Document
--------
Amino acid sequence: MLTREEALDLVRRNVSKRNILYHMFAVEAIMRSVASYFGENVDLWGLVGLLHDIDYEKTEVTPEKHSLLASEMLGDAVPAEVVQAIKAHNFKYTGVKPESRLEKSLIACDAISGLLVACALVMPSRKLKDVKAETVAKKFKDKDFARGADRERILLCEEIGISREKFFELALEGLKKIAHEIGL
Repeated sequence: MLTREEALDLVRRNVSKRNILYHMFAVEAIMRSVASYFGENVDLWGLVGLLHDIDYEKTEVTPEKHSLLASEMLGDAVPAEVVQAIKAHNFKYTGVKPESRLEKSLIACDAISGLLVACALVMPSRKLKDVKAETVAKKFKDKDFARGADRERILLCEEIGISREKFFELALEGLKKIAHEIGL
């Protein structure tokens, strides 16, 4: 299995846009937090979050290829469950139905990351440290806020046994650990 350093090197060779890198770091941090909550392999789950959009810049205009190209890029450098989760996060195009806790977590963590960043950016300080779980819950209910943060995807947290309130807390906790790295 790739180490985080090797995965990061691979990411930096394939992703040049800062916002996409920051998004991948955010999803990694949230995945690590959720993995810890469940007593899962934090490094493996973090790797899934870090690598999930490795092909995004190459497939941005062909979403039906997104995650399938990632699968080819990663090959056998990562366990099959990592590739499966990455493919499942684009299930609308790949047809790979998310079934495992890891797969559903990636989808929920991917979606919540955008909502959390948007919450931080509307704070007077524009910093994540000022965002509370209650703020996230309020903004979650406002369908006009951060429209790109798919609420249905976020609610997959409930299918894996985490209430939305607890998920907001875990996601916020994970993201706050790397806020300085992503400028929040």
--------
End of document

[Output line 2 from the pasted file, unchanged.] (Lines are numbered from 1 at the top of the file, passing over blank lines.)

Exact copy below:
Repeated sequence: MLTREEALDLVRRNVSKRNILYHMFAVEAIMRSVASYFGENVDLWGLVGLLHDIDYEKTEVTPEKHSLLASEMLGDAVPAEVVQAIKAHNFKYTGVKPESRLEKSLIACDAISGLLVACALVMPSRKLKDVKAETVAKKFKDKDFARGADRERILLCEEIGISREKFFELALEGLKKIAHEIGL